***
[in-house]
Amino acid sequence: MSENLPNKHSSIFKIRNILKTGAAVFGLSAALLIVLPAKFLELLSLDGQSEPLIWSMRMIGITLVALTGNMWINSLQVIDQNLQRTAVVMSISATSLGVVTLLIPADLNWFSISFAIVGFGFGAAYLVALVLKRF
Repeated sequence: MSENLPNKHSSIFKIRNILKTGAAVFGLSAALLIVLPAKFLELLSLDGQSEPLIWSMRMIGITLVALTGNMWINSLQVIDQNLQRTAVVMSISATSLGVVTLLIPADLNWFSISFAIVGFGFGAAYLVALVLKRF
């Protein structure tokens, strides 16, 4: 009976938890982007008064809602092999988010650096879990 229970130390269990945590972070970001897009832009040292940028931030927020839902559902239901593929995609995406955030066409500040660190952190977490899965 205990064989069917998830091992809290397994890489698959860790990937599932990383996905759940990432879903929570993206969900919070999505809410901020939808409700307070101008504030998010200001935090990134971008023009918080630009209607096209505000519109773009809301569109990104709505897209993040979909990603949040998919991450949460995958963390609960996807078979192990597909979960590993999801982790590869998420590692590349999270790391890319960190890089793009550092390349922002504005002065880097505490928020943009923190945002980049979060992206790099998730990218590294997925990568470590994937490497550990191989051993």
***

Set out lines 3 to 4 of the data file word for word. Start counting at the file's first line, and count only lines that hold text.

Repeated sequence: MSENLPNKHSSIFKIRNILKTGAAVFGLSAALLIVLPAKFLELLSLDGQSEPLIWSMRMIGITLVALTGNMWINSLQVIDQNLQRTAVVMSISATSLGVVTLLIPADLNWFSISFAIVGFGFGAAYLVALVLKRF
């Protein structure tokens, strides 16, 4: 009976938890982007008064809602092999988010650096879990 229970130390269990945590972070970001897009832009040292940028931030927020839902559902239901593929995609995406955030066409500040660190952190977490899965 205990064989069917998830091992809290397994890489698959860790990937599932990383996905759940990432879903929570993206969900919070999505809410901020939808409700307070101008504030998010200001935090990134971008023009918080630009209607096209505000519109773009809301569109990104709505897209993040979909990603949040998919991450949460995958963390609960996807078979192990597909979960590993999801982790590869998420590692590349999270790391890319960190890089793009550092390349922002504005002065880097505490928020943009923190945002980049979060992206790099998730990218590294997925990568470590994937490497550990191989051993």